Life today can feel like a riddle wrapped in a mystery inside an enigma. That’s how Churchill described Russia’s intentions in 1939, and it feels like history is repeating itself.
Of course, foreign meddling in our elections isn’t the only burden we’re carrying — that’s so 2016. Plowing forward in a pandemic amidst the avalanche of doom-and-gloom reports, misinformation, and other relentless stressors is exhausting.
So while one of the signature traits of COVID-19 is fatigue, you don’t have to be infected with the virus to feel perpetually tired.
The good news is that once you’ve eliminated medical reasons for your weariness, you can take a few easy steps to give your fatigue a rest.
The Rundown on Emotional Exhaustion
There are many flavors of fatigue, from the physical kind that comes from vigorous exercise to mental fatigue from a concerted effort, like doing taxes. Neither of those forms of fatigue necessarily saps your ability to sleep or leads to prolonged exhaustion.
If you’re feeling tired all the time and wondering why, since your work and social life seems a lot more low-key these days, then what you’re dealing with is emotional exhaustion.
And it’s not just you — that feeling of being physically tired or numb is affecting people worldwide. Scientists from Harvard and Ohio State have dubbed this particular strain of emotional exhaustion crisis fatigue:
… a phenomenon that occurs as the body attempts to adapt after feeling overwhelmed and stressed.
Having used up the surge capacity that got us through the initial phase of the pandemic, the perpetual loop of stress chemistry released from being in fight-flight-freeze mode takes its toll. And if you’re stressed during the day, chances are your sleep is shot, too.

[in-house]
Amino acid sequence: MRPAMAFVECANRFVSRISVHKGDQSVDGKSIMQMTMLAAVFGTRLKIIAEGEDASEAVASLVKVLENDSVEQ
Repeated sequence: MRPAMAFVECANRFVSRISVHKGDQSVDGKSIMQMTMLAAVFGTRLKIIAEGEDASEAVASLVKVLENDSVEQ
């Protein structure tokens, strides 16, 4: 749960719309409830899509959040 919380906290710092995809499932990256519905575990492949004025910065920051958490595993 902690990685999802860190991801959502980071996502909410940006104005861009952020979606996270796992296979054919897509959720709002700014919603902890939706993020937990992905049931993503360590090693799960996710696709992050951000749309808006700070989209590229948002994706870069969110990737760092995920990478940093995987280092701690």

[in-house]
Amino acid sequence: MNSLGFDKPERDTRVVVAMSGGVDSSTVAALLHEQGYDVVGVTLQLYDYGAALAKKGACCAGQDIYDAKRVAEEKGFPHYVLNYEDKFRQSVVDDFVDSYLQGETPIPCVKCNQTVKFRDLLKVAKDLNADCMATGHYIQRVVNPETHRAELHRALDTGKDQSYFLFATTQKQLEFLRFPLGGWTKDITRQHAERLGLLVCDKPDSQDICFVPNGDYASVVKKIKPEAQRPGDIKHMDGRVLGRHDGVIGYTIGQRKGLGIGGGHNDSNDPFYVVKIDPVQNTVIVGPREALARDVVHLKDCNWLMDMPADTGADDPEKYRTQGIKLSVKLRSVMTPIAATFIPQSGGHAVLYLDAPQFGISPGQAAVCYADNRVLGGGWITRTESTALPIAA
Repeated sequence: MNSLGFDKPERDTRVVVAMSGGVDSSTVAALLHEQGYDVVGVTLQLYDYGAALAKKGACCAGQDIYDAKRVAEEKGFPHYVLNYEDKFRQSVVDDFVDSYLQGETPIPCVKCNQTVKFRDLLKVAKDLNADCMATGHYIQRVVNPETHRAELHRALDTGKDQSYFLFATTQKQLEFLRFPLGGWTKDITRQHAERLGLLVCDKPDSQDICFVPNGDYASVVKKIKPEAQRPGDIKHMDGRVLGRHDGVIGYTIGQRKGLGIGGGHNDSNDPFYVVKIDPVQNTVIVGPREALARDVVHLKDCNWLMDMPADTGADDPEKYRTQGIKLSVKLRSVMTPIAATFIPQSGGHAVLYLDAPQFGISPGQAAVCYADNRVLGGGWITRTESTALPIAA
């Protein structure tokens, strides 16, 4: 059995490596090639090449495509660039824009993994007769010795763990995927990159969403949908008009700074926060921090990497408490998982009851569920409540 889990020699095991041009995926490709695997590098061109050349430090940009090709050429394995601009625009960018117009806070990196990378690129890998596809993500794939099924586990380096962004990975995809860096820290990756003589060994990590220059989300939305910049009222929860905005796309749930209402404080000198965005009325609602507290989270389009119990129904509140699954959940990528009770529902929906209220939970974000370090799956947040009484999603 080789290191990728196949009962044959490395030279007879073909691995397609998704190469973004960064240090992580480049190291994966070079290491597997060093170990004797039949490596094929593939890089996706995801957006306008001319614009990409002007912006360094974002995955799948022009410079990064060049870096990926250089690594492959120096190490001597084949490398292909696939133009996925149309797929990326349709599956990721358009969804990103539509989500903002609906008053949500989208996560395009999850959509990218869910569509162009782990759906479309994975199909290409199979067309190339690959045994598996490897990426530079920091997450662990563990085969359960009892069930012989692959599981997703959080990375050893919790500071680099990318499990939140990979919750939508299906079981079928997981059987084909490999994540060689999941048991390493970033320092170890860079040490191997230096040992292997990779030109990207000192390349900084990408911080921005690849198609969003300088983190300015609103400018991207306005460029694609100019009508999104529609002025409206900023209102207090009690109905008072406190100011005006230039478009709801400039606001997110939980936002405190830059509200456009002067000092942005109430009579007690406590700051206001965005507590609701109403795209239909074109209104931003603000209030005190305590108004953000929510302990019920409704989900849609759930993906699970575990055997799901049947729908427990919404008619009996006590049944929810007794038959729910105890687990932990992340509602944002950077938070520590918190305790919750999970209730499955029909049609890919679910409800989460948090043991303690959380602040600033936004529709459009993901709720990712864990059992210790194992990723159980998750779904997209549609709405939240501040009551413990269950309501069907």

That’s the Catch-22 of crisis fatigue. Break the cycle by taking action to improve your chances of getting a good night’s sleep.
Fight Your Fatigue
Pre-COVID-19, we had routines and regularly left the house for work and errands. This provided both reliable stimulation and daily exposure to sunlight — both of which researchers say stabilize circadian rhythms. Reinstating a daily routine that includes time outside can make a profound difference.
Additionally, eating healthy, exercising regularly, and limiting sleep-busters like naps and alcohol also set the stage for better rest.
And then there’s sleep itself: make it sacred with a consistent bedtime and wake-up time. Blue light is like sunrise, so no screens an hour before hitting the hay. Instead, make relaxation part of your pre-sleep regime by trying deep-breathing exercises, meditation, reading by lamplight, or taking a hot bath.
Running on fumes has run its course. Take back your night and catch some Zs to put the zip back in your step.
- Crisis Fatigue and the COVID-19 Pandemic | Psychology Today
- Feeling tired during the COVID-19 pandemic? Here’s how you can improve your energy and motivation levels | ABC Radio – AUS
Led Zeppelin – Immigrant Song (Live)
Led Zeppelin III, 1970
Immigrant Song is about the Viking invasions of England from AD 793 until the Battle of Hastings in 1066, when Anglo-Saxon and Viking rule ended. Robert Plant was inspired to write the tune after an invitation from the Icelandic Government to play a concert in Reykjavik. In case you’re wondering about the song’s mythological references, the Norse created the first permanent settlement at Reykjavík around AD 870. | YouTube